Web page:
Abstract SNACC-96

Return to Poster Listing

Comparison between sevoflurane and desflurane on emergence and recovery characteristics of children undergoing surgery for spinal dysraphism

Rath G, Gupta P, Prabhakar H, Bithal P
All India Institute of Medical Sciences, New Delhi, , India

Background: Rapid recovery is desirable after neurosurgery as it enables early postoperative neurological evaluation and prompt management of complications. Till date, none of the study compared the recovery characteristics in pediatric neurosurgical patients. Hence, we carried out this study to compare the effect of sevoflurane and desflurane anesthesia on emergence and extubation in children undergoing spinal surgery.
Methods: Sixty children, aged 1-12yrs, undergoing elective surgery for lumbo-sacral spinal dysraphism were enrolled. Anesthesia was induced with sevoflurane using face mask. Then, the children were randomized to receive the maintenance of anesthesia with either sevoflurane or desflurane along in a mixture of O2 and N2O, fentanyl (1µg/kg/hr), and rocuronium. The anesthetic depth was guided by bispectral index (BIS) monitoring with a target BIS between 45 and 55. Perioperative data with regard to demographic profile, hemodynamics, emergence and extubation times, modified Aldrete score, pain (Objective Pain Score), agitation (Cole’s Agitation Score), time to first analgesic, and complications, thereof, were recorded. Statistical analysis was done using STATA 11.2 and data are presented as median (range) or mean±SD.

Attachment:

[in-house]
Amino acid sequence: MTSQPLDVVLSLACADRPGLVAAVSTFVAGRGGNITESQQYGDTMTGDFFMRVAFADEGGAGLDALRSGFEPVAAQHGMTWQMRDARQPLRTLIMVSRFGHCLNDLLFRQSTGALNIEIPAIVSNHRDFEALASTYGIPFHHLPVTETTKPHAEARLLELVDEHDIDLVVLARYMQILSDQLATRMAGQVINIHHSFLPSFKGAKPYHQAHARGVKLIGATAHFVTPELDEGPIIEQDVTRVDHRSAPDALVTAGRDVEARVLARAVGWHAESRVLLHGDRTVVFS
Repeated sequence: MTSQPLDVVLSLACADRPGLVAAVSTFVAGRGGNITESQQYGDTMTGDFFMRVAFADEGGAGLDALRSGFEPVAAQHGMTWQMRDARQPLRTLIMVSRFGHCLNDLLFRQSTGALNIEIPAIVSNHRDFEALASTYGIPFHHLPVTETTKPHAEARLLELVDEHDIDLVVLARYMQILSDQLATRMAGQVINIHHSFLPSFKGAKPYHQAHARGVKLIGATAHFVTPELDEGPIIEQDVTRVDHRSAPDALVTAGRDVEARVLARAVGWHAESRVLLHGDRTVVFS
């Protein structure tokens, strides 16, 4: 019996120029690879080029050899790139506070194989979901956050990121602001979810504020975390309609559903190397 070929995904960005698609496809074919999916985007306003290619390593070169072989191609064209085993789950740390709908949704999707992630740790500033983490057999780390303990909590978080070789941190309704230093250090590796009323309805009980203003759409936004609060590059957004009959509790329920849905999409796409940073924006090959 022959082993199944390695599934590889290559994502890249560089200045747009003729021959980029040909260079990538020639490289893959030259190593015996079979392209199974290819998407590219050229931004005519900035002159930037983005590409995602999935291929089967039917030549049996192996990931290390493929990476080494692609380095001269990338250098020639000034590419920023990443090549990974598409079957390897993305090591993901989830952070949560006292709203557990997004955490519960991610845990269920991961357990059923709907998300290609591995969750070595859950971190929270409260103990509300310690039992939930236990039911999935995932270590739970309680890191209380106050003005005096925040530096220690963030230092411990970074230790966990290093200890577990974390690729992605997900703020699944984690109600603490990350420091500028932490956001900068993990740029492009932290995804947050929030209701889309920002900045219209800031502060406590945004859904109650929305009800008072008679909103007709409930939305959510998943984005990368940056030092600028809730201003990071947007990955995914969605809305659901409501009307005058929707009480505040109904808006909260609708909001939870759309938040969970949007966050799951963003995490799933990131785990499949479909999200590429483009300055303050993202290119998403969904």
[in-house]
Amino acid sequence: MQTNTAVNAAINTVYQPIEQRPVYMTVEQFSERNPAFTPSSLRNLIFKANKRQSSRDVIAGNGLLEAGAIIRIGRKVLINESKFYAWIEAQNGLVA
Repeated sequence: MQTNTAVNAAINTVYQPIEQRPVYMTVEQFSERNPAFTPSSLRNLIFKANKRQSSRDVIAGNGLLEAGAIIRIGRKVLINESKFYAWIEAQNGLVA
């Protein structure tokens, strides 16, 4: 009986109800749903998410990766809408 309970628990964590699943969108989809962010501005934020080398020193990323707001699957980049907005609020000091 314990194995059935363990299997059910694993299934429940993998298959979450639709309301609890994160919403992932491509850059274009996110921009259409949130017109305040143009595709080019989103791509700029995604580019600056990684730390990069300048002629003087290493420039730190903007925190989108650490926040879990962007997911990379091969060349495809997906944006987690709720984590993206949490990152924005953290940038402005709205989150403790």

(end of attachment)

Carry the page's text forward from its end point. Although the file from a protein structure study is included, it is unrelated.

Results: The demographic profile, hemodynamics, modified Aldrete score, pain and agitation scores, and time to first analgesic were comparable in between the two groups (p>0.05). The emergence time was shorter in desflurane group [2.75(0.85-12) min] as compared to sevoflurane [8(2.5-14) min] (p< 0.0001). The extubation time was also shorter in desflurane group [3(0.8-10) min] as compared to the sevoflurane group [5.5(1.2-14) min] (p=0.0003).
Conclusions: Desflurane provided earlier tracheal extubation and emergence as compared to sevoflurane in children undergoing surgery for lumbo-sacral spinal dysraphism.

Back to Top